By Joergen Ostensen
This academic year, Fordham University increased its undergraduate tuition by 3.33 percent, according to Bob Howe, assistant vice president for communications.
Howe said virtually all universities are consistently increasing their tuitions to account for inflation. According to Howe, this year’s increase is lower than previous years, when Fordham was annually increasing its tuition by 3.75 percent.
Rev. Joseph M. McShane, S.J., president of the university, announced the increase this past May in a university-wide letter. In the letter, McShane said the slightly lower increase resulted from concerns that the cost of higher education is getting too high.
“The University and its Board of Trustees are concerned, like many of you, about the cost of a college education, and are doing what we can to rein in the cost,” McShane said in the letter.
In the letter, McShane said that the decision to lower the tuition increase would not affect the academic experience of students.
“We commit a tremendous number of resources to your education because you are worthy of no less; because our mission demands no less,” the letter said.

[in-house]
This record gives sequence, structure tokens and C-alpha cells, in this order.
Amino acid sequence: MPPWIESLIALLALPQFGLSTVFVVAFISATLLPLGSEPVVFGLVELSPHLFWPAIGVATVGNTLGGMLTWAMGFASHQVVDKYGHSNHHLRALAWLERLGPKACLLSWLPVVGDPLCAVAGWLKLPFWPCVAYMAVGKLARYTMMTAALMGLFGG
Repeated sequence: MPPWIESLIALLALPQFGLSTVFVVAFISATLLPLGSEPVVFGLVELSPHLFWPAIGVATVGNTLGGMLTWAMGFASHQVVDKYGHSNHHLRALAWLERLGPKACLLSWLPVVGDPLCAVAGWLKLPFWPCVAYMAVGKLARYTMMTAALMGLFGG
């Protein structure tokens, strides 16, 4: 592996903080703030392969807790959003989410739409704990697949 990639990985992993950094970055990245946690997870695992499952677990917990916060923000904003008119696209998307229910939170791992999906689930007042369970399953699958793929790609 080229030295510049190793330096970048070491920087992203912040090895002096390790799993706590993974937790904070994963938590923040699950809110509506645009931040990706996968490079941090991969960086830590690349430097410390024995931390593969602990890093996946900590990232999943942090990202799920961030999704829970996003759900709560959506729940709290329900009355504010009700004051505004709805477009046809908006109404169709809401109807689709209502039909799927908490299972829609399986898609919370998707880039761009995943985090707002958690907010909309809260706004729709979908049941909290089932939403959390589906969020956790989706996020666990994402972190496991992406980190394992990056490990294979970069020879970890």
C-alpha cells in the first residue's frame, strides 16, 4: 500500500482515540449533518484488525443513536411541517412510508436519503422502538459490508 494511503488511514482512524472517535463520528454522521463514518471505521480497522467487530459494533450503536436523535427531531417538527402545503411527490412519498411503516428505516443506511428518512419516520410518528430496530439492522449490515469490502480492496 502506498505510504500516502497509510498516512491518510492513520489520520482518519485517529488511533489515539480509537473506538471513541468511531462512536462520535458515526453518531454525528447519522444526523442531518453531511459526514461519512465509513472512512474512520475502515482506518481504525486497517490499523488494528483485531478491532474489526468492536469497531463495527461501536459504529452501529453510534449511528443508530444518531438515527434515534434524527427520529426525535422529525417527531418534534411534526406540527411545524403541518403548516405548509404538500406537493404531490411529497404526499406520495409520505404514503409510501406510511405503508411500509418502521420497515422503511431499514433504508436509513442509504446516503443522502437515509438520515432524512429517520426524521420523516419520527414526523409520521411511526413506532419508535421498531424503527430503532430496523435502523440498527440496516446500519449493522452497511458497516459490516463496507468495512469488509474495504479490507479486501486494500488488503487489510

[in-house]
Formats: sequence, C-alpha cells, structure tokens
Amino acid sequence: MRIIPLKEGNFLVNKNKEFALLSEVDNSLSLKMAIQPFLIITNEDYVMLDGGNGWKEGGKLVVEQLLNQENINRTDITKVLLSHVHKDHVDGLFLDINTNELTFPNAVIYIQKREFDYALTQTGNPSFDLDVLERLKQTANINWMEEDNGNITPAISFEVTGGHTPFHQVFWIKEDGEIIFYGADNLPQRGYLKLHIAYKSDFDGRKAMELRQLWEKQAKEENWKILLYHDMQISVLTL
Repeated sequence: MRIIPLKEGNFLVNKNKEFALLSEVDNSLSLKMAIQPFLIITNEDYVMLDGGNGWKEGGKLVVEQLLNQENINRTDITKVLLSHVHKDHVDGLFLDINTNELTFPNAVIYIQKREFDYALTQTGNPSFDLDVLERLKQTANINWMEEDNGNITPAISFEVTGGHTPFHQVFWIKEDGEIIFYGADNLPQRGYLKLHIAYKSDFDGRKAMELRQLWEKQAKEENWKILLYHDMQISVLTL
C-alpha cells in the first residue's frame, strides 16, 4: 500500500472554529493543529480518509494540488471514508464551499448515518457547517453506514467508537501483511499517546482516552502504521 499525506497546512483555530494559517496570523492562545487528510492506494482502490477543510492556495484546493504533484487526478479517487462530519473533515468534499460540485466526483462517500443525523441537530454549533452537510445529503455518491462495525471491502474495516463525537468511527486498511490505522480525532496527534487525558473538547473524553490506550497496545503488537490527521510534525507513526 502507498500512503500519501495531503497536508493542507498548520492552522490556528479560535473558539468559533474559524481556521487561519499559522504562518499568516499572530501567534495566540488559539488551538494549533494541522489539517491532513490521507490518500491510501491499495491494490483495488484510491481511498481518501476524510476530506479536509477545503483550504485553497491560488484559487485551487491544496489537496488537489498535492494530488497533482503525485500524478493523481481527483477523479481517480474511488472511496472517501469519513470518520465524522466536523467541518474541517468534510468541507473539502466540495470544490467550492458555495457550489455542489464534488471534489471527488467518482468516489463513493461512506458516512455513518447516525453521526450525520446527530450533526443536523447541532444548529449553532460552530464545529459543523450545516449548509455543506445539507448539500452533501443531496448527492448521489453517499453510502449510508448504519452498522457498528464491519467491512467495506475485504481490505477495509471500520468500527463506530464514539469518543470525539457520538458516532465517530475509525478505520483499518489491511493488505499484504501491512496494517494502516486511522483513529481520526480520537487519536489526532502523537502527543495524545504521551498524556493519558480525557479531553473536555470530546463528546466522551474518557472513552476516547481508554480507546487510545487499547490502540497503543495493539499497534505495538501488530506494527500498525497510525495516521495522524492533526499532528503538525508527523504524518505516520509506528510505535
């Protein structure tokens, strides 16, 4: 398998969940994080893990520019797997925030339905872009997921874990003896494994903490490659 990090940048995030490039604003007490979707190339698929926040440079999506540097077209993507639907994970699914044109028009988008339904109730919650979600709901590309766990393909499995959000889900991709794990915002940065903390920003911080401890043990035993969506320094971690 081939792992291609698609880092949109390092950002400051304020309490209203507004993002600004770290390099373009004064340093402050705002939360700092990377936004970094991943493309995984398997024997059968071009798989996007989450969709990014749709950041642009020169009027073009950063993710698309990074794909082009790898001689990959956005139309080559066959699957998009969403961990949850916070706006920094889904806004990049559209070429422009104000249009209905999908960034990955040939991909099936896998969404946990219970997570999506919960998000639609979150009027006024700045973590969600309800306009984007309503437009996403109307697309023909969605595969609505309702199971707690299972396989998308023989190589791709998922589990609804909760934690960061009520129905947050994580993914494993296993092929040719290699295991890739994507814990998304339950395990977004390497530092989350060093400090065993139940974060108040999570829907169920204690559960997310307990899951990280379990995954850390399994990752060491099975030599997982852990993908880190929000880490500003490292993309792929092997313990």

According to McShane, the university depends on tuition to provide students with small class sizes, internship programs and career outcomes, as well as the library.
Howe said the first part of Fordham’s specific reasons to consistently increase tuition is to update campus facilities.
Fordham is currently in the process of improving Collins Hall and the McGinley Center.
Last year, Marco Valera, vice president of Facilities Management, told The Fordham Ram that the university was investing between three and four millions dollars into improvements to Collins. The improvements to Collins are necessary in part because the building is not wheelchair accessible. Built in 1904, Collins is exempt from compliance with the Americans with Disabilities Act of 1990.
Howe said the university is continuing its commitment to raising money for scholarships.
He said the university has raised $140 million toward its $175 million goal for Faith & Hope: The Campaign for Financial Aid. According to Howe, the campaign has created 139 new scholarships since it began.
Howe also said the university is trying to make its budget more efficient, citing its new Voluntary Separation Program that was initially offered to administrators in May.
As the The Ram reported last year, the tuition increases from the last few years remain substantially lower than they were during the recession.